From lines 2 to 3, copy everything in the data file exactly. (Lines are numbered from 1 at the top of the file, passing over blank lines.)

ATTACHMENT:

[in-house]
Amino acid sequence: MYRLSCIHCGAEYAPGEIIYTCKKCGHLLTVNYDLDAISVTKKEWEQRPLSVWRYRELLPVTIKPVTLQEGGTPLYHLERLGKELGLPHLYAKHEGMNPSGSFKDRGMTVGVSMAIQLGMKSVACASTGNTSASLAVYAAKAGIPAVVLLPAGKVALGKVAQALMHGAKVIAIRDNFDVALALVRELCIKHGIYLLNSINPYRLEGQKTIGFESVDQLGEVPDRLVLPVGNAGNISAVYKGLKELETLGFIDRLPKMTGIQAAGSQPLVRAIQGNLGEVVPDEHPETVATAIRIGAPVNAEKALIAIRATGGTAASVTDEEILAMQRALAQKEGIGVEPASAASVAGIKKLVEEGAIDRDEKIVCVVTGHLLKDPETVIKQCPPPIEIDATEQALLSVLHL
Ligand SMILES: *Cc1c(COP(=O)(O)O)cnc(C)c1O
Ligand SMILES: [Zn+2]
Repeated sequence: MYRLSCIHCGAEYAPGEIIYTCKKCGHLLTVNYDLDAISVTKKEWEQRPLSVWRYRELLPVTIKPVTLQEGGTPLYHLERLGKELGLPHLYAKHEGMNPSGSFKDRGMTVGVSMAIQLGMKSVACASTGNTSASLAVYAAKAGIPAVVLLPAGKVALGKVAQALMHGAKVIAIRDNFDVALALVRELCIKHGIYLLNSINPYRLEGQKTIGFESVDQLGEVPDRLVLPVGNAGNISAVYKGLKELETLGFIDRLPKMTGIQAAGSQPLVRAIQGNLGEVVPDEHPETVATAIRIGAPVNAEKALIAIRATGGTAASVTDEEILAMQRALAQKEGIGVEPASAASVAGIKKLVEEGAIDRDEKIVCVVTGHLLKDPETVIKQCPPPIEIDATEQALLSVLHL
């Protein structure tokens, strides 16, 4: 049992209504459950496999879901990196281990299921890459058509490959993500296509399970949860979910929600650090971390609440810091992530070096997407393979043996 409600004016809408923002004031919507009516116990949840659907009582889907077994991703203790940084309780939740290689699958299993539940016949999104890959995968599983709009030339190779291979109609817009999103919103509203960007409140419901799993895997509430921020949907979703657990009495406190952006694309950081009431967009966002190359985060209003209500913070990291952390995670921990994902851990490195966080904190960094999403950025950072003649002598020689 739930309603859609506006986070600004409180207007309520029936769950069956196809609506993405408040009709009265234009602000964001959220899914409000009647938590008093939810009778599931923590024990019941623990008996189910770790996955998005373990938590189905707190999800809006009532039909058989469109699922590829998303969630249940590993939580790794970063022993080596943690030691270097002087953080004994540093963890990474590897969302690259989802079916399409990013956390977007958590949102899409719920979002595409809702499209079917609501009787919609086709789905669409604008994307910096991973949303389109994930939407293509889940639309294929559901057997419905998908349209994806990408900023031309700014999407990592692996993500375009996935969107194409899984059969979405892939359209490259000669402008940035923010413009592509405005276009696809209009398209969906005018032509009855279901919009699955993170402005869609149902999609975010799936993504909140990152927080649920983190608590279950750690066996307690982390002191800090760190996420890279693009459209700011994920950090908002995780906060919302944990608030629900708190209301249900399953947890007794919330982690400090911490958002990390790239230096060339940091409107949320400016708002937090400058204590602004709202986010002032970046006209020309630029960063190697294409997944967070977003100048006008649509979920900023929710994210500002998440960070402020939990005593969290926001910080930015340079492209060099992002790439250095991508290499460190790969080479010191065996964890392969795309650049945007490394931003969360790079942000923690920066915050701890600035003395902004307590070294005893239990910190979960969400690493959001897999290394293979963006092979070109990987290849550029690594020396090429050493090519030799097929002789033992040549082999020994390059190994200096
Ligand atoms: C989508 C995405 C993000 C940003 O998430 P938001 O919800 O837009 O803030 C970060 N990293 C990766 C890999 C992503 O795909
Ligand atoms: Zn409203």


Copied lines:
Amino acid sequence: MYRLSCIHCGAEYAPGEIIYTCKKCGHLLTVNYDLDAISVTKKEWEQRPLSVWRYRELLPVTIKPVTLQEGGTPLYHLERLGKELGLPHLYAKHEGMNPSGSFKDRGMTVGVSMAIQLGMKSVACASTGNTSASLAVYAAKAGIPAVVLLPAGKVALGKVAQALMHGAKVIAIRDNFDVALALVRELCIKHGIYLLNSINPYRLEGQKTIGFESVDQLGEVPDRLVLPVGNAGNISAVYKGLKELETLGFIDRLPKMTGIQAAGSQPLVRAIQGNLGEVVPDEHPETVATAIRIGAPVNAEKALIAIRATGGTAASVTDEEILAMQRALAQKEGIGVEPASAASVAGIKKLVEEGAIDRDEKIVCVVTGHLLKDPETVIKQCPPPIEIDATEQALLSVLHL
Ligand SMILES: *Cc1c(COP(=O)(O)O)cnc(C)c1O